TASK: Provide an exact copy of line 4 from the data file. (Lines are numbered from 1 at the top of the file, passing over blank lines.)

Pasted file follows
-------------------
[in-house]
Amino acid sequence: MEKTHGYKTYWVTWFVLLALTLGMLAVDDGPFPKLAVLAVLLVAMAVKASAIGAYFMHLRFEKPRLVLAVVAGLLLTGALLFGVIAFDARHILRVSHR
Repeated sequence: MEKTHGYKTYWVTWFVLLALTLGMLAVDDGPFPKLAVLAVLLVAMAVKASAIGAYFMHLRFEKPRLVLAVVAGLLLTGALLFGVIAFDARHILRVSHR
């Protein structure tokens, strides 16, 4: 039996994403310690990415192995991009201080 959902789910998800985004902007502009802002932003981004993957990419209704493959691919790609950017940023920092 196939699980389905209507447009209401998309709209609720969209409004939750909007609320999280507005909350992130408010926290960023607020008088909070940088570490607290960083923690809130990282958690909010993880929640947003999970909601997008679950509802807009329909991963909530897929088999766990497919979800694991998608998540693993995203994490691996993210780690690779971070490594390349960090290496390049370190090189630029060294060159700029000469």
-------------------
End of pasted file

């Protein structure tokens, strides 16, 4: 039996994403310690990415192995991009201080 959902789910998800985004902007502009802002932003981004993957990419209704493959691919790609950017940023920092 196939699980389905209507447009209401998309709209609720969209409004939750909007609320999280507005909350992130408010926290960023607020008088909070940088570490607290960083923690809130990282958690909010993880929640947003999970909601997008679950509802807009329909991963909530897929088999766990497919979800694991998608998540693993995203994490691996993210780690690779971070490594390349960090290496390049370190090189630029060294060159700029000469």